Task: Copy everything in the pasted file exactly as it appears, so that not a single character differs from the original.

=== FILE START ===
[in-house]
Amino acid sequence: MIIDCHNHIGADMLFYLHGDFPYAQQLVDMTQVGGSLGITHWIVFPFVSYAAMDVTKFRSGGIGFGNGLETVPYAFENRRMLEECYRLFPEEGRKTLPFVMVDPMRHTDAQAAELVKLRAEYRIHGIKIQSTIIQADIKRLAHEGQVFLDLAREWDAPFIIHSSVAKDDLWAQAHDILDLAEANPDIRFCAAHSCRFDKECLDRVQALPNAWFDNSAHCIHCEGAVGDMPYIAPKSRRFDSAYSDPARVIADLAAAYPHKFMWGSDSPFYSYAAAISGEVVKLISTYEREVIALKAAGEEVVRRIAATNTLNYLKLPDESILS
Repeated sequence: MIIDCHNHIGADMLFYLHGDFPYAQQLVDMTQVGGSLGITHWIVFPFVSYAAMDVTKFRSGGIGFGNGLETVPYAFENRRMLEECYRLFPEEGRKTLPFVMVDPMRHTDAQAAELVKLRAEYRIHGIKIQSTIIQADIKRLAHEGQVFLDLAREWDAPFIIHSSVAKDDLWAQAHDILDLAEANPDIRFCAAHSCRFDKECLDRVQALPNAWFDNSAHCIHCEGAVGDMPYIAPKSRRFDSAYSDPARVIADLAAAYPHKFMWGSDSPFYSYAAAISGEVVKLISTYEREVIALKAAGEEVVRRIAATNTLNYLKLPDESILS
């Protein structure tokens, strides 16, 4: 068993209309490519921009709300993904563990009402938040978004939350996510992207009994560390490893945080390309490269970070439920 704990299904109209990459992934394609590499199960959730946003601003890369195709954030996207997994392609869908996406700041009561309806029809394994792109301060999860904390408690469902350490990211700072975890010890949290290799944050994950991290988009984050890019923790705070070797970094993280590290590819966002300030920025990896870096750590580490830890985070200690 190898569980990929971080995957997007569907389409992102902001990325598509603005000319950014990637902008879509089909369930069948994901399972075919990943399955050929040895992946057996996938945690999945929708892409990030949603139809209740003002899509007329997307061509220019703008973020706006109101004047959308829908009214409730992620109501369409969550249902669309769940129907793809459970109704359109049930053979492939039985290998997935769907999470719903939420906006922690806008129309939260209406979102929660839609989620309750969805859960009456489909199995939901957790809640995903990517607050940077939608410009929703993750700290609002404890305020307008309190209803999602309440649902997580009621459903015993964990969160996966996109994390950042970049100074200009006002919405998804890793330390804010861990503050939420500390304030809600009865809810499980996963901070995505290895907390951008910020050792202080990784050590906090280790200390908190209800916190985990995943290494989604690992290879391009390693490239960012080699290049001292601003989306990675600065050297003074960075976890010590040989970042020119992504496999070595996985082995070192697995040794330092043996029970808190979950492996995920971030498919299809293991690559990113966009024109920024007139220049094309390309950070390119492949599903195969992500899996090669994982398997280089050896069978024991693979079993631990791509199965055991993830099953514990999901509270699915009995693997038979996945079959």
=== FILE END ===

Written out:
[in-house]
Amino acid sequence: MIIDCHNHIGADMLFYLHGDFPYAQQLVDMTQVGGSLGITHWIVFPFVSYAAMDVTKFRSGGIGFGNGLETVPYAFENRRMLEECYRLFPEEGRKTLPFVMVDPMRHTDAQAAELVKLRAEYRIHGIKIQSTIIQADIKRLAHEGQVFLDLAREWDAPFIIHSSVAKDDLWAQAHDILDLAEANPDIRFCAAHSCRFDKECLDRVQALPNAWFDNSAHCIHCEGAVGDMPYIAPKSRRFDSAYSDPARVIADLAAAYPHKFMWGSDSPFYSYAAAISGEVVKLISTYEREVIALKAAGEEVVRRIAATNTLNYLKLPDESILS
Repeated sequence: MIIDCHNHIGADMLFYLHGDFPYAQQLVDMTQVGGSLGITHWIVFPFVSYAAMDVTKFRSGGIGFGNGLETVPYAFENRRMLEECYRLFPEEGRKTLPFVMVDPMRHTDAQAAELVKLRAEYRIHGIKIQSTIIQADIKRLAHEGQVFLDLAREWDAPFIIHSSVAKDDLWAQAHDILDLAEANPDIRFCAAHSCRFDKECLDRVQALPNAWFDNSAHCIHCEGAVGDMPYIAPKSRRFDSAYSDPARVIADLAAAYPHKFMWGSDSPFYSYAAAISGEVVKLISTYEREVIALKAAGEEVVRRIAATNTLNYLKLPDESILS
């Protein structure tokens, strides 16, 4: 068993209309490519921009709300993904563990009402938040978004939350996510992207009994560390490893945080390309490269970070439920 704990299904109209990459992934394609590499199960959730946003601003890369195709954030996207997994392609869908996406700041009561309806029809394994792109301060999860904390408690469902350490990211700072975890010890949290290799944050994950991290988009984050890019923790705070070797970094993280590290590819966002300030920025990896870096750590580490830890985070200690 190898569980990929971080995957997007569907389409992102902001990325598509603005000319950014990637902008879509089909369930069948994901399972075919990943399955050929040895992946057996996938945690999945929708892409990030949603139809209740003002899509007329997307061509220019703008973020706006109101004047959308829908009214409730992620109501369409969550249902669309769940129907793809459970109704359109049930053979492939039985290998997935769907999470719903939420906006922690806008129309939260209406979102929660839609989620309750969805859960009456489909199995939901957790809640995903990517607050940077939608410009929703993750700290609002404890305020307008309190209803999602309440649902997580009621459903015993964990969160996966996109994390950042970049100074200009006002919405998804890793330390804010861990503050939420500390304030809600009865809810499980996963901070995505290895907390951008910020050792202080990784050590906090280790200390908190209800916190985990995943290494989604690992290879391009390693490239960012080699290049001292601003989306990675600065050297003074960075976890010590040989970042020119992504496999070595996985082995070192697995040794330092043996029970808190979950492996995920971030498919299809293991690559990113966009024109920024007139220049094309390309950070390119492949599903195969992500899996090669994982398997280089050896069978024991693979079993631990791509199965055991993830099953514990999901509270699915009995693997038979996945079959």